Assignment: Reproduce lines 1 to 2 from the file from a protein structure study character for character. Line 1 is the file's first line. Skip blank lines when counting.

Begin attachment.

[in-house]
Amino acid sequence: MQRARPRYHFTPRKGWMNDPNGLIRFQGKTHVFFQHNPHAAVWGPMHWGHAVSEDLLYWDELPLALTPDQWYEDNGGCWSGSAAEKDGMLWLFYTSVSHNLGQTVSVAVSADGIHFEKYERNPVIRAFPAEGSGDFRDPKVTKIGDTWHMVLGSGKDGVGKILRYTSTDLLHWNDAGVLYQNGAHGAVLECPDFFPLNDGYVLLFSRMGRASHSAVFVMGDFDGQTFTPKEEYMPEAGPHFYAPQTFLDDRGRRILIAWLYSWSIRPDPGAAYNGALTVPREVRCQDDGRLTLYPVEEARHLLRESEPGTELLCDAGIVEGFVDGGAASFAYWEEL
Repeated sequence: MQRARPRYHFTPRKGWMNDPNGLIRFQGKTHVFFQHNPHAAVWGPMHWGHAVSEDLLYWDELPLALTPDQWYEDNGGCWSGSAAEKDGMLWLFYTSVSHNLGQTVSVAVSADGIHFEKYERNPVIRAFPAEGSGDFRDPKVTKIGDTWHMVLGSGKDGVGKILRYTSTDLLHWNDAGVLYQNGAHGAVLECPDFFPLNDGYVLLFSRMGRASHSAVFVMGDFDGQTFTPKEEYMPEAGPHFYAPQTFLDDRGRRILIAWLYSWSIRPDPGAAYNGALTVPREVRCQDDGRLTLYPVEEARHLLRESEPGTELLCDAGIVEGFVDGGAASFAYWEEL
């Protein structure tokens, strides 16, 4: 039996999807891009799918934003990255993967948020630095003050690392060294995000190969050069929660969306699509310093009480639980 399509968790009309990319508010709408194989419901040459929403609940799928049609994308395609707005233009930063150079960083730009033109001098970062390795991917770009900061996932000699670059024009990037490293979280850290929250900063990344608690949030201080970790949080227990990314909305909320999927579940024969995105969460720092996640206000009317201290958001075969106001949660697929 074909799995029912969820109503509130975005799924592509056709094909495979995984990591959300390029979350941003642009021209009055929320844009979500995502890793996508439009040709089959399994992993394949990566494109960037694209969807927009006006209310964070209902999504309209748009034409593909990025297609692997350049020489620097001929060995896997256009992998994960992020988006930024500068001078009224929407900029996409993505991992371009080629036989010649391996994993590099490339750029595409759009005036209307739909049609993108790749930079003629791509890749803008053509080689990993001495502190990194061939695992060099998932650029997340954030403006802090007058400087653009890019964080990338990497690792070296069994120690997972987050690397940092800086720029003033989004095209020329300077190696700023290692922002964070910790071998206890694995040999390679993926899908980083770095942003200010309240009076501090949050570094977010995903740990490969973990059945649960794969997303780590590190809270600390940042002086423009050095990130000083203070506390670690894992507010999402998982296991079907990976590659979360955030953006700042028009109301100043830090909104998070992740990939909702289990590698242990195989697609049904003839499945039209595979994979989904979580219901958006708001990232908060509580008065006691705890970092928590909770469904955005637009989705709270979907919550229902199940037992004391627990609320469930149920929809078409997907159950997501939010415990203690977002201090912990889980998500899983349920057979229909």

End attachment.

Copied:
[in-house]
Amino acid sequence: MQRARPRYHFTPRKGWMNDPNGLIRFQGKTHVFFQHNPHAAVWGPMHWGHAVSEDLLYWDELPLALTPDQWYEDNGGCWSGSAAEKDGMLWLFYTSVSHNLGQTVSVAVSADGIHFEKYERNPVIRAFPAEGSGDFRDPKVTKIGDTWHMVLGSGKDGVGKILRYTSTDLLHWNDAGVLYQNGAHGAVLECPDFFPLNDGYVLLFSRMGRASHSAVFVMGDFDGQTFTPKEEYMPEAGPHFYAPQTFLDDRGRRILIAWLYSWSIRPDPGAAYNGALTVPREVRCQDDGRLTLYPVEEARHLLRESEPGTELLCDAGIVEGFVDGGAASFAYWEEL